Despite the voluminous pleadings in this proceeding, the question of the standard of review to be employed was not adequately addressed. Section 66(c) of the Compact provides that arbitration awards shall be "final and binding on all matters in dispute." There are no explicit provisions in the Compact for judicial review of these "final and binding" awards. Thus, the Court must decide what standard of review it should apply in reviewing the arbitrator's "final and binding" determination.

 As an initial matter, it may be stated that plenary review on the merits is barred by the Compact's language. See, e.g., United Steelworkers of America v. Enterprise Wheel and Car Corp., 363 U.S. 593, 594, 598-99, 80 S. Ct. 1358, 1361-1362, 4 L. Ed. 2d 1424 (1960) (arbitrator's award deciding labor dispute not subject to plenary review, under contract which provided that arbitrator's decision be "final and binding"). United Steelworkers of America v. American Manufacturing Co., 363 U.S. 564, 80 S. Ct. 1343, 4 L. Ed. 2d 1403 (1960) ("courts . . . have no business weighing the merits of the grievance" when the grievance has been decided by a Board of Arbitration whose decision is "final and conclusively binding" by contract). Otherwise, if the courts were free to review the merits of the awards de novo,


arbitration as the structure for industrial peace supplanting the usual processes for court adjudication would itself be supplanted by the judicial machine at the time it would count the most -- that is, at the moment an arbiter's award was sought to be enforced.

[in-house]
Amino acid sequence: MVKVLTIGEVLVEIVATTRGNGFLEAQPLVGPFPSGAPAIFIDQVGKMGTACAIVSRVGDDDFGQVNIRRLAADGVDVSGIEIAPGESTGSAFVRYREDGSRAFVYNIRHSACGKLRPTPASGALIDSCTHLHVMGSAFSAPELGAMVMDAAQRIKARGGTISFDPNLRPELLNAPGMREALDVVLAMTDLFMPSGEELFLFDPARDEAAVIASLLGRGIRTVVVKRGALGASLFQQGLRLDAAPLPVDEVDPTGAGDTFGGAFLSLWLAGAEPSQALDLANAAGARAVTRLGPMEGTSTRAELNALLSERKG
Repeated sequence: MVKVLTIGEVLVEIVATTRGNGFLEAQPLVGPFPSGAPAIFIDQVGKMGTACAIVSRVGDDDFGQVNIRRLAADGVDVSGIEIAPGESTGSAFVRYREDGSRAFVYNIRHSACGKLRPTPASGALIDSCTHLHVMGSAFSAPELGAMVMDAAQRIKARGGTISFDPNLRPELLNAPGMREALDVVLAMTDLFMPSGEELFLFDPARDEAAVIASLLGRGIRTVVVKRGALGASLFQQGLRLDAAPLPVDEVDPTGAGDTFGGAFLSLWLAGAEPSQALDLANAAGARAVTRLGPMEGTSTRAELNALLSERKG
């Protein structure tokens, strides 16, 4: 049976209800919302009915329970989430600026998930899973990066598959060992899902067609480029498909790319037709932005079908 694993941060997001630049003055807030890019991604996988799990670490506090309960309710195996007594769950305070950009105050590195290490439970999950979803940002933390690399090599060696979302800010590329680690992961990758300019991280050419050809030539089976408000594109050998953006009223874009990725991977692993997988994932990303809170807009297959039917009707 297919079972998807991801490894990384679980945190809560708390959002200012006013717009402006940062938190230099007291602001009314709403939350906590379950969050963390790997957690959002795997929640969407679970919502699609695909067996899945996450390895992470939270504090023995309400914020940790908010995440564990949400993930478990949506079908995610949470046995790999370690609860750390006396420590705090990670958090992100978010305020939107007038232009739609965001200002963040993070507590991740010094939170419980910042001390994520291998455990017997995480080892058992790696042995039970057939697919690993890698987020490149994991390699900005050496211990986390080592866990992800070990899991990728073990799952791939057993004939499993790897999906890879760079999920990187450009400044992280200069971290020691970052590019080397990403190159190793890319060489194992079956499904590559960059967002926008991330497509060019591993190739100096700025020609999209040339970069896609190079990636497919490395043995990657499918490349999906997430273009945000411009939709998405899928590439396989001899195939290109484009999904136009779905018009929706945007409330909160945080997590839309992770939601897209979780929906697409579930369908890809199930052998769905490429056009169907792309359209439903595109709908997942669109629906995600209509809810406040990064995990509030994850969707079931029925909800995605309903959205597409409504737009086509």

Safeway Stores v. American Bakery & Confectionary Workers International Union, Local III, 390 F.2d 79, 82 (5th Cir.1968).

 However, that does not mean that this Court is reduced to an unquestioning mechanism for the enforcement of arbitration awards. The Supreme Court has repeatedly held that there remains some room for review of arbitration awards in labor cases, even when those awards have been denominated "final and binding" either by contract or statute. For example, in Enterprise Wheel and Car, supra, the Supreme Court, while stressing the narrow scope of review, indicated that an arbitrator's award is valid only so long as it "draws its essence" from its source of authority (in that case, a collective bargaining agreement). "When the arbitrator's words manifest an infidelity to this obligation, courts have no choice but to refuse enforcement of the award." Id. 363 U.S. at 597, 80 S. Ct. at 1346.

 To aid in delineating the precise standards to be applied in the review process, the provisions of the Railway Labor Act (RLA), 45 U.S.C. §§ 151-188, are helpful and serve as a guide. The RLA contains provisions for voluntary arbitration of some labor disputes, compulsory arbitration of others. Elgin, Joliet & Eastern Ry., 325 U.S. at 722-28, 65 S. Ct. at 1289-1292. The awards rendered in disputes resolved by compulsory arbitration are, by the terms of the RLA, "final and binding". 45 U.S.C. § 153 First (m). On review these arbitration awards are subject to a standard of review described as "among the narrowest known to the law." United Steelworkers of America v. Union Railroad Company, 648 F.2d 905, 910 (3rd Cir.1981), quoting Diamond v. Terminal Railway Alabama State Docks, 421 F.2d 228, 233 (5th Cir.1970). See Union Pacific Railroad v. Sheehan, 439 U.S. 89, 93-94, 99 S. Ct. 399, 402-403, 58 L. Ed. 2d 354 (1978). This very narrow scope of review of "final and binding" awards under the RLA is limited by 45 U.S.C. § 153 First (q) to three specific grounds: (1) failure of the award to comply with the requirements of the RLA; (2) failure to confine itself to matters within its jurisdiction; and (3) fraud or corruption. Union Pacific at 93, 99 S. Ct. at 402. *fn11" Because both the RLA and the Compact provide for compulsory arbitration and both denominate the resulting award as "final and binding", the Court adopts the standards of the RLA for its review of the award at issue here. Specifically, the Court will examine the award to see whether it confines itself to matters within its jurisdiction. *fn12"